In addition to activities similar to those described above, the Century Council (2001) has produced resource materials (e.g., Promising Practices: Campus Alcohol Strategies) aimed at helping colleges develop effective programs to reduce alcohol abuse. They also have developed and distributed Alcohol 101, a college-level interactive program on alcohol-related problems that is distributed to hundreds of campuses nationwide and Cops in Shops, a program aimed at deterring underage purchases.
Overall, the alcohol industry has apparently invested significant resources in a diverse range of efforts aimed at reducing underage drinking and its associated harms, including media messages, educational programs, and enforcement activities. Some industry members have also entered into partnerships with specific colleges and universities to reduce drinking problems on those campuses, often grounded in social norms marketing approaches (see Chapter 10).
The committee is aware of only one industry-sponsored education program that has been independently evaluated—Alcohol 101. The evaluation (Anderson and Cohen, 2001) used a naturalistic design with purposeful sampling, including attention to regional sampling, and included colleges and universities believed to have done a good job implementing the program. Anderson and Cohen reported that the program is viewed “with a high degree of positive regard” (2001, p. 22), with some campus personnel suggesting modest changes on their campuses, and others reporting positive student engagement. Anderson and Cohen reported, with the most robust implementations, measurable gains in relevant knowledge, willingness to act in emergencies, and intentions to modify drinking to reduce alcohol problems. Nonetheless, they suggested additional in-depth analysis of the campus-based findings involving additional institutions and types of settings and further statistical analyses of existing data.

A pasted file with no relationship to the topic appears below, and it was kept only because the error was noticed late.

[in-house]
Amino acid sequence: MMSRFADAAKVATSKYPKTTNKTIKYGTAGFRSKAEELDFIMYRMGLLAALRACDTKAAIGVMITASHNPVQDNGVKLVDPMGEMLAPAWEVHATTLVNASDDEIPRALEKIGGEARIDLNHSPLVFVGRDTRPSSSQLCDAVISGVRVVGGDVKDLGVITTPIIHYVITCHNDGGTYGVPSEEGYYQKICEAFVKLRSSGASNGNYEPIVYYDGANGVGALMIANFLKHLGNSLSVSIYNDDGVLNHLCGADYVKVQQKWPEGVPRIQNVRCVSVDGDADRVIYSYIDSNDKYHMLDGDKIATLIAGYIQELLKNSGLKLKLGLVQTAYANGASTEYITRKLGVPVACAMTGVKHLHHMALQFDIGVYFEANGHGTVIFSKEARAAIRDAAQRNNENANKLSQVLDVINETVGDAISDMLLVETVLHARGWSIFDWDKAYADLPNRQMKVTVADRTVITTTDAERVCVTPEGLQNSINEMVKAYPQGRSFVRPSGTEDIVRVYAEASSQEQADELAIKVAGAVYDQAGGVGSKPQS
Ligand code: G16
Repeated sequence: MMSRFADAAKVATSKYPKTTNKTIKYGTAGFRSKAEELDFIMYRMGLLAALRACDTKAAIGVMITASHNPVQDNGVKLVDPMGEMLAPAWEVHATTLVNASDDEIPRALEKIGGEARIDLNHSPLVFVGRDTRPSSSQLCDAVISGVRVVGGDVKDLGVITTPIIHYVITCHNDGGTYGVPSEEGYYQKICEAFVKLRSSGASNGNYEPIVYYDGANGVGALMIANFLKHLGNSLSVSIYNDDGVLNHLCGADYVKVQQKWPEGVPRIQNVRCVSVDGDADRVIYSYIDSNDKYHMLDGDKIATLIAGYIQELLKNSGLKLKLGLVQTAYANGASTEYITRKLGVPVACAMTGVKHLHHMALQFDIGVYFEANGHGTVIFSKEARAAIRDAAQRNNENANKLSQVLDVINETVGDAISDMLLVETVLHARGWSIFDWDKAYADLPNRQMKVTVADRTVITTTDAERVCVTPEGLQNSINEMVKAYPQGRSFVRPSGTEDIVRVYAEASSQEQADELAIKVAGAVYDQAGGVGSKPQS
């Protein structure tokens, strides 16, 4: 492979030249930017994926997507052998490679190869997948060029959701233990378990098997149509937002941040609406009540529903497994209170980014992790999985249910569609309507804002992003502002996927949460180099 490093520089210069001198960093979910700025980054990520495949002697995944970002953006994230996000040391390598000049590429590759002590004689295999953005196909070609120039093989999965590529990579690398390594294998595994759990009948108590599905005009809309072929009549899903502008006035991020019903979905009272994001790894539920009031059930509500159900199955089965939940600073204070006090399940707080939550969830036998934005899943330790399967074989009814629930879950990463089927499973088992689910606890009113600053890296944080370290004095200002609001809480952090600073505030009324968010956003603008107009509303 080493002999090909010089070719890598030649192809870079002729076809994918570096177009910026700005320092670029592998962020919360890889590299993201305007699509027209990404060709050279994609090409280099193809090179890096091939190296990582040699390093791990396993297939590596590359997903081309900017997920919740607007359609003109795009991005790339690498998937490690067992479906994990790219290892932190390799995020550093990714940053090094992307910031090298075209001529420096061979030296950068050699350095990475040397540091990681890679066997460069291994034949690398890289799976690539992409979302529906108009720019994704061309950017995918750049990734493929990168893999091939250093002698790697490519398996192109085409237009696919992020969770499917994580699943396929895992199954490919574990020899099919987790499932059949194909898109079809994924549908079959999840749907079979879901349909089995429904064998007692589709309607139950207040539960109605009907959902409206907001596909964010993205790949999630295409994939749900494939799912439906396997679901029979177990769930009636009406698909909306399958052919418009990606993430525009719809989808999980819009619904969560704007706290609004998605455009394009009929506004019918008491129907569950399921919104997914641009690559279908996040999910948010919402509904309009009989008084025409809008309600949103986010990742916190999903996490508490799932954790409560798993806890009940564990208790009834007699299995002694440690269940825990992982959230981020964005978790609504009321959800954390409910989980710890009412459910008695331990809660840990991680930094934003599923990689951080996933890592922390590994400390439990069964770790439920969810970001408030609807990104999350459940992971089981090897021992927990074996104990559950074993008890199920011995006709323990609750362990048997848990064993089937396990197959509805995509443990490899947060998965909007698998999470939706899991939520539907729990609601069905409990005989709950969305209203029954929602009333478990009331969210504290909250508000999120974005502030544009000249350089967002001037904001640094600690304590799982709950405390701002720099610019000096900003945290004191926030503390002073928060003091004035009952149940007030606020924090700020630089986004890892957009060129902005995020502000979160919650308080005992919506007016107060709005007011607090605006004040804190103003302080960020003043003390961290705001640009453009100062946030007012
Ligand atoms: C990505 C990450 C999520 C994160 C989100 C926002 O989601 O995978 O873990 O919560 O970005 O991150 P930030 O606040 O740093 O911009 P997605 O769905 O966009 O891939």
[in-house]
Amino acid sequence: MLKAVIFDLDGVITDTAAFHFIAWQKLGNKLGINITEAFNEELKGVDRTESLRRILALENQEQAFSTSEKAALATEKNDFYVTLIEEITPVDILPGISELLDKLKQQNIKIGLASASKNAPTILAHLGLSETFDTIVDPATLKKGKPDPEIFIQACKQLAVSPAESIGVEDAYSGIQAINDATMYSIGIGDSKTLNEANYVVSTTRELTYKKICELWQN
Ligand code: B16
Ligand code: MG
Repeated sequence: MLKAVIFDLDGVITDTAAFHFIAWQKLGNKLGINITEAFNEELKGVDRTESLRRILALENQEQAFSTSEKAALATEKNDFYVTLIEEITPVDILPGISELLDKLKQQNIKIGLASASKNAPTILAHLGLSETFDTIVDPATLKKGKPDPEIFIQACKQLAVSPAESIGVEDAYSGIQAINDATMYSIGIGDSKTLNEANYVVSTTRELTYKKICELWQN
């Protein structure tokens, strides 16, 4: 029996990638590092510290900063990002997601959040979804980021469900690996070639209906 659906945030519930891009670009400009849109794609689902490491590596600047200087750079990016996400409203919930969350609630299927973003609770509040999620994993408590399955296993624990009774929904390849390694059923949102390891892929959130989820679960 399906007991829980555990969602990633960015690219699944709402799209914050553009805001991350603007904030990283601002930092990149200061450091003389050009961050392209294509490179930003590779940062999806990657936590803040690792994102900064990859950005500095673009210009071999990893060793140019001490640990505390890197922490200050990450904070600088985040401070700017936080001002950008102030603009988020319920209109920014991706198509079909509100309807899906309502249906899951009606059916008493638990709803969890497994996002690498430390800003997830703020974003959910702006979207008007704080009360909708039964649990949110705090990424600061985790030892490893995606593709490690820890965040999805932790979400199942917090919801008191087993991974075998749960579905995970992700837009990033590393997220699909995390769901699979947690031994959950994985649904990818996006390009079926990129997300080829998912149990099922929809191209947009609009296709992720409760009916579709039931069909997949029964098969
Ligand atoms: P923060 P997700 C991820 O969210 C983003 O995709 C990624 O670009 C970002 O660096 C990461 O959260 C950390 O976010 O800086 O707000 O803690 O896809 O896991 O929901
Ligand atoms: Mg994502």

A recent study by the Center on Alcohol Marketing and Youth (2003) studied “responsibility advertising” by the alcohol industry on television in 2001 and reported that industry spent $23.2 million to air 2,379 responsibility messages (discouraging underage drinking and drunk driving); they contrasted these with $811.2 million on 208,909 product advertisements. With regard to underage drinking in particular, they report that there were 179 product ads for every ad that referred to the legal drinking age. All of the legal-drinking age messages were broadcast by only two alcohol companies—Anheuser Busch ($12.2 million) and Coors ($3.6 million).
Many public health experts in the alcohol prevention field are highly skeptical about the value of the industry’s underage drinking programs and other prevention activities and about the industry’s collective motivation for sponsoring them. The criticism most frequently heard is that the main effect of these programs may be to promote brand identification, if not alcohol use itself. The committee is in no position to assess or ascertain the